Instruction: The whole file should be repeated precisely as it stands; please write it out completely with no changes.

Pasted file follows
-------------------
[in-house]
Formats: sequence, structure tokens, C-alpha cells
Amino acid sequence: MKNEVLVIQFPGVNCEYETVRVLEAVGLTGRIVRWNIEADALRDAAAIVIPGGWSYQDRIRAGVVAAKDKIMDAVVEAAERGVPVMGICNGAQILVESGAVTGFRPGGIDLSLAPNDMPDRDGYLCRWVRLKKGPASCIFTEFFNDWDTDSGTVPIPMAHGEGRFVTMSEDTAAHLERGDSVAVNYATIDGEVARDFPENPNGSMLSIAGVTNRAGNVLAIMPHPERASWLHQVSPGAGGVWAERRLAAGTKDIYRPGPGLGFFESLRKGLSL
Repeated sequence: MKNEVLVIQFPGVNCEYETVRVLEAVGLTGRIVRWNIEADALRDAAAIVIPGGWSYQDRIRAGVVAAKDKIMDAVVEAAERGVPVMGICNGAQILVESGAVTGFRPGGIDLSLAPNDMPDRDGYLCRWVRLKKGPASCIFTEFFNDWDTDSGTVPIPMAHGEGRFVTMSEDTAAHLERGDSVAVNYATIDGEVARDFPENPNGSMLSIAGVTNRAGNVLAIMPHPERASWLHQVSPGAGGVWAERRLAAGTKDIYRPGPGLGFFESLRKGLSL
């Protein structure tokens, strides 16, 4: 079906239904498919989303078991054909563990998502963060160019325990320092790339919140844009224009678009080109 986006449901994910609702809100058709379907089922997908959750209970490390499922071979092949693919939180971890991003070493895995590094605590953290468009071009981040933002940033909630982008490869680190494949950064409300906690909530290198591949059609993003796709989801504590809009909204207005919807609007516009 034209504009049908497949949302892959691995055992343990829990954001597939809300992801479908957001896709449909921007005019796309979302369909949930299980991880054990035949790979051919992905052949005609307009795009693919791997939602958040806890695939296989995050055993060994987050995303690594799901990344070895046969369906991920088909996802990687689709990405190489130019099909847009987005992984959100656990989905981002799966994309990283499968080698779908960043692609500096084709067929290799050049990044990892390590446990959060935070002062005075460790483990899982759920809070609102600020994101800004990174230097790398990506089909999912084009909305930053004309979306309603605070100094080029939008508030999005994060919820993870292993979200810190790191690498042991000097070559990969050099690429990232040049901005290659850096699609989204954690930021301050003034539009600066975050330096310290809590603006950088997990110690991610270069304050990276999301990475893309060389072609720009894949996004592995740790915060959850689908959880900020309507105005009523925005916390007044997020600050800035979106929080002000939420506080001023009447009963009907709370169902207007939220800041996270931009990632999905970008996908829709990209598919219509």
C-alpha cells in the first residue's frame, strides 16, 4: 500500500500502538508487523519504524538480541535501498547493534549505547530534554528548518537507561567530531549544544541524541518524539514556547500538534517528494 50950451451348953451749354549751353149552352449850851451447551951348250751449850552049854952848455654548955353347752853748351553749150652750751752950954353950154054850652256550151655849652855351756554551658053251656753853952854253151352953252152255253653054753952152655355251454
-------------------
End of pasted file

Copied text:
[in-house]
Formats: sequence, structure tokens, C-alpha cells
Amino acid sequence: MKNEVLVIQFPGVNCEYETVRVLEAVGLTGRIVRWNIEADALRDAAAIVIPGGWSYQDRIRAGVVAAKDKIMDAVVEAAERGVPVMGICNGAQILVESGAVTGFRPGGIDLSLAPNDMPDRDGYLCRWVRLKKGPASCIFTEFFNDWDTDSGTVPIPMAHGEGRFVTMSEDTAAHLERGDSVAVNYATIDGEVARDFPENPNGSMLSIAGVTNRAGNVLAIMPHPERASWLHQVSPGAGGVWAERRLAAGTKDIYRPGPGLGFFESLRKGLSL
Repeated sequence: MKNEVLVIQFPGVNCEYETVRVLEAVGLTGRIVRWNIEADALRDAAAIVIPGGWSYQDRIRAGVVAAKDKIMDAVVEAAERGVPVMGICNGAQILVESGAVTGFRPGGIDLSLAPNDMPDRDGYLCRWVRLKKGPASCIFTEFFNDWDTDSGTVPIPMAHGEGRFVTMSEDTAAHLERGDSVAVNYATIDGEVARDFPENPNGSMLSIAGVTNRAGNVLAIMPHPERASWLHQVSPGAGGVWAERRLAAGTKDIYRPGPGLGFFESLRKGLSL
């Protein structure tokens, strides 16, 4: 079906239904498919989303078991054909563990998502963060160019325990320092790339919140844009224009678009080109 986006449901994910609702809100058709379907089922997908959750209970490390499922071979092949693919939180971890991003070493895995590094605590953290468009071009981040933002940033909630982008490869680190494949950064409300906690909530290198591949059609993003796709989801504590809009909204207005919807609007516009 034209504009049908497949949302892959691995055992343990829990954001597939809300992801479908957001896709449909921007005019796309979302369909949930299980991880054990035949790979051919992905052949005609307009795009693919791997939602958040806890695939296989995050055993060994987050995303690594799901990344070895046969369906991920088909996802990687689709990405190489130019099909847009987005992984959100656990989905981002799966994309990283499968080698779908960043692609500096084709067929290799050049990044990892390590446990959060935070002062005075460790483990899982759920809070609102600020994101800004990174230097790398990506089909999912084009909305930053004309979306309603605070100094080029939008508030999005994060919820993870292993979200810190790191690498042991000097070559990969050099690429990232040049901005290659850096699609989204954690930021301050003034539009600066975050330096310290809590603006950088997990110690991610270069304050990276999301990475893309060389072609720009894949996004592995740790915060959850689908959880900020309507105005009523925005916390007044997020600050800035979106929080002000939420506080001023009447009963009907709370169902207007939220800041996270931009990632999905970008996908829709990209598919219509």
C-alpha cells in the first residue's frame, strides 16, 4: 500500500500502538508487523519504524538480541535501498547493534549505547530534554528548518537507561567530531549544544541524541518524539514556547500538534517528494 50950451451348953451749354549751353149552352449850851451447551951348250751449850552049854952848455654548955353347752853748351553749150652750751752950954353950154054850652256550151655849652855351756554551658053251656753853952854253151352953252152255253653054753952152655355251454